This study examines the effect on investors' judgments of corporate social responsibility (CSR) measures when integrated with financial information in a single report versus when presented in a separate CSR report. Advocates for integrated reports argue that CSR information will be perceived as more relevant and have a greater impact on users when observed in an integrated report. However, we provide experimental evidence that CSR measures have greater influence on investors' judgments when investors observe the CSR information and financial information depicted in separate reports. We also provide evidence that this greater influence of CSR measures is caused by investors' evaluations taking on a “multidimensional perspective” that includes both a social responsibility and a financial dimension, which is triggered by observing the separate CSR report. Activating a social responsibility dimension elevates the perceived relevance of CSR measures, increasing their influence on investors' judgments. Our study contributes to practice by highlighting a potential unintended consequence of issuing integrated versus separate CSR reports: that investors incorporate CSR information less when it is integrated with financial information versus separately reported.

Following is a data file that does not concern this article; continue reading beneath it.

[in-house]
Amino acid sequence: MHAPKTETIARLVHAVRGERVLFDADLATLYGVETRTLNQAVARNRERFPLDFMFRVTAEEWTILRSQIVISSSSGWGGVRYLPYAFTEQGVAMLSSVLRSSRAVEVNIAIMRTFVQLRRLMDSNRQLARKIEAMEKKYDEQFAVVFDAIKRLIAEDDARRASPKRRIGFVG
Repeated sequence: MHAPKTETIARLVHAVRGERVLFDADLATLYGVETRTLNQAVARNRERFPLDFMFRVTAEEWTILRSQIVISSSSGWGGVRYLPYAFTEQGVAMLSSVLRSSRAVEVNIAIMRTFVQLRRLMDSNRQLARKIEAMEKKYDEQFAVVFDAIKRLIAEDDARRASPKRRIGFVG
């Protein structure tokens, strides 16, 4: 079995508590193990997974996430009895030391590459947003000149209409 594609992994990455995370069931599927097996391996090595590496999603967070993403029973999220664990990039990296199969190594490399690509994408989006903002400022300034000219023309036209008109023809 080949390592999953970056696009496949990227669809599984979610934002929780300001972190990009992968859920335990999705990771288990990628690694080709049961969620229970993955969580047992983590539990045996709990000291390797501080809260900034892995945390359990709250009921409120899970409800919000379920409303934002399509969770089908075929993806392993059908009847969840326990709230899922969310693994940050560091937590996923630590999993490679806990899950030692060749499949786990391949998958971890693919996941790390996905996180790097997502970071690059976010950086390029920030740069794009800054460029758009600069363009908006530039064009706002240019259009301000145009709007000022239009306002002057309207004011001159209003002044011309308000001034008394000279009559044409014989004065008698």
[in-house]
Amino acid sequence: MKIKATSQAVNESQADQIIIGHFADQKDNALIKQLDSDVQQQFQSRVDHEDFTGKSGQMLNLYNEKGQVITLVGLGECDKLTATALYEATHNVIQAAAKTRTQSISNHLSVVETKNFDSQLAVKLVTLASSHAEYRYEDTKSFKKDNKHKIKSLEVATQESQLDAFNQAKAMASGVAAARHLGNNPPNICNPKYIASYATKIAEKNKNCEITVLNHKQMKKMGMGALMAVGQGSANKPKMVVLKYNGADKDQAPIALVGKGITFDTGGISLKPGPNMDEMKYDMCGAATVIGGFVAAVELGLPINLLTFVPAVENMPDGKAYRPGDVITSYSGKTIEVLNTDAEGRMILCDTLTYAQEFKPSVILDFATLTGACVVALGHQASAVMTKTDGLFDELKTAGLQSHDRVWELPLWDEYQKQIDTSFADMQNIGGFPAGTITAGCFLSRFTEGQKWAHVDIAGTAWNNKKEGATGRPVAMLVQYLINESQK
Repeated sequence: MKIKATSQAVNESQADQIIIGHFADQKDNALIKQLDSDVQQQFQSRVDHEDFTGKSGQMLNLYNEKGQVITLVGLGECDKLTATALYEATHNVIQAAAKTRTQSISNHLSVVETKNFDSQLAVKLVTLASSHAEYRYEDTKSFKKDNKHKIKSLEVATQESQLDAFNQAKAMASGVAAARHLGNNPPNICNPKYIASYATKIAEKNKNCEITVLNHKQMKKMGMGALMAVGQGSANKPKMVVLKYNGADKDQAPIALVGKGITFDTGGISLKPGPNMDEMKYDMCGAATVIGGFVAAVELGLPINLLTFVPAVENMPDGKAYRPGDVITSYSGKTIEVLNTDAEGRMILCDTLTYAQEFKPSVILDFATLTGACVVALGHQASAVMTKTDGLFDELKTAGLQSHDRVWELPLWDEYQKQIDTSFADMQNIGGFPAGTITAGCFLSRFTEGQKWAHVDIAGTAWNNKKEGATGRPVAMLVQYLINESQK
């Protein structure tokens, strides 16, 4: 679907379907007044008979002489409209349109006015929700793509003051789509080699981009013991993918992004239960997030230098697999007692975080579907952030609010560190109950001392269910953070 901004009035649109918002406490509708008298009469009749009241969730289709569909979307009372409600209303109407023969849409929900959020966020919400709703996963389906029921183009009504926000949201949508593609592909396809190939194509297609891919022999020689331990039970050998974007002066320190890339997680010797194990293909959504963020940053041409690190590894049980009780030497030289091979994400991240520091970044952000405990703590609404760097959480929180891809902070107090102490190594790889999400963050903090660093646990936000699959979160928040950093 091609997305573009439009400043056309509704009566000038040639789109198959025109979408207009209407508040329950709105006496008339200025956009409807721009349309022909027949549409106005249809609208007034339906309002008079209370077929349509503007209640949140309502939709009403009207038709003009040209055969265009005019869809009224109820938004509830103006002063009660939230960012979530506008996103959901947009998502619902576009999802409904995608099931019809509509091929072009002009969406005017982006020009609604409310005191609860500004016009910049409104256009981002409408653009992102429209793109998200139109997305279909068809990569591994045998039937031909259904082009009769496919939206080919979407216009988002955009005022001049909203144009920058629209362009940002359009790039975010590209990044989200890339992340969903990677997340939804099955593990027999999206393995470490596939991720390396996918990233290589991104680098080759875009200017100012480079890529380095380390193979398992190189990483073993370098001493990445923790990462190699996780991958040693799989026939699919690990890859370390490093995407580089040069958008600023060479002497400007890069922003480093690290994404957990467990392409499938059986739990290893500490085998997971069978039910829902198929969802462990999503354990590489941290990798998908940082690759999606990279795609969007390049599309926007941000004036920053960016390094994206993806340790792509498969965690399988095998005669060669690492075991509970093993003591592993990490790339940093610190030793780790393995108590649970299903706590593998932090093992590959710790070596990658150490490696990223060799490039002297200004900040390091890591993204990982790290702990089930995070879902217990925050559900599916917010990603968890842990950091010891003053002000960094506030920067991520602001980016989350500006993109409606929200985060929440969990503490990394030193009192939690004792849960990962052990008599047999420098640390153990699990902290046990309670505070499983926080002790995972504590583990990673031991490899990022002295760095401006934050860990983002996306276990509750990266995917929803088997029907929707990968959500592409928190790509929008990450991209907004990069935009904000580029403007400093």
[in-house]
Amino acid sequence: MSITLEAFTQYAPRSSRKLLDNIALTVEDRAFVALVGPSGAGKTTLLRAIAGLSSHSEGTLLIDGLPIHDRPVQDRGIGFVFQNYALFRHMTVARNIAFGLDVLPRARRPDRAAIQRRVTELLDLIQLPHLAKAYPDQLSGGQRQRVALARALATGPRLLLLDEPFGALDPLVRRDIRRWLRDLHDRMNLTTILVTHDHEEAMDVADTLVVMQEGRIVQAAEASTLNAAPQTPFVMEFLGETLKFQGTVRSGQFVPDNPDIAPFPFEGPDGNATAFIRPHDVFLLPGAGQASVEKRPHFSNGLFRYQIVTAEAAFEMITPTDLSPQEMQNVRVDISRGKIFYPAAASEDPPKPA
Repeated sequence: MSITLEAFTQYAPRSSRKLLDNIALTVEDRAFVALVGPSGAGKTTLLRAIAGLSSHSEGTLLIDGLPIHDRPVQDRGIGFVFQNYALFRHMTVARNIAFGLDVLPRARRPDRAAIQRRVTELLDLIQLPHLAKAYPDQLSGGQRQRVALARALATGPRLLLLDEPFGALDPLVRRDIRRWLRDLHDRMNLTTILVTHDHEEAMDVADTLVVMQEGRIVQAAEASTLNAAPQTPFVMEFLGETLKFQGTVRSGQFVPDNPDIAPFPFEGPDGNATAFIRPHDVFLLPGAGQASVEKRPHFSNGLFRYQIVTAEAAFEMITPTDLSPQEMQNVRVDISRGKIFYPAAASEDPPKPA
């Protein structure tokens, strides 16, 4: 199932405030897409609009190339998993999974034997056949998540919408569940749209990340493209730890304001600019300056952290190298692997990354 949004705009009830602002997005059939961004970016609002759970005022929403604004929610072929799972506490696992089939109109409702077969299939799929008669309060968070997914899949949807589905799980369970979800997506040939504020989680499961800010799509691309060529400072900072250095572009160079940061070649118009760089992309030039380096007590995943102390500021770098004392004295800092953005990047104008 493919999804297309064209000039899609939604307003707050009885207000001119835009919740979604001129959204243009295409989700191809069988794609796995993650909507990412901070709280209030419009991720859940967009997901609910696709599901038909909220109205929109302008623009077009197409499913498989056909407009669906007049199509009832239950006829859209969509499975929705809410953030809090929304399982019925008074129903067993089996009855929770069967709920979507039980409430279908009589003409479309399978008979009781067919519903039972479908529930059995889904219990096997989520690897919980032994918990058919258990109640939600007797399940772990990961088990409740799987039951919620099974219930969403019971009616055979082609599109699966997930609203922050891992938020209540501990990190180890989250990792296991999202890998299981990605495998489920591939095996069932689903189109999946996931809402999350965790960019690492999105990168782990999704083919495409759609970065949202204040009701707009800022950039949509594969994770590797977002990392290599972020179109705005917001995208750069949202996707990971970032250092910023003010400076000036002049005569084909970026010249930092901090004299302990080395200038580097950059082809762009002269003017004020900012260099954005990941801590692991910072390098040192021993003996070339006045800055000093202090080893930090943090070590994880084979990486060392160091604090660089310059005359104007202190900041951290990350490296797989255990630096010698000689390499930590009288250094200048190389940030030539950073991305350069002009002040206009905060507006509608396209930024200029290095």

ASJC Scopus subject areas
- Economics and Econometrics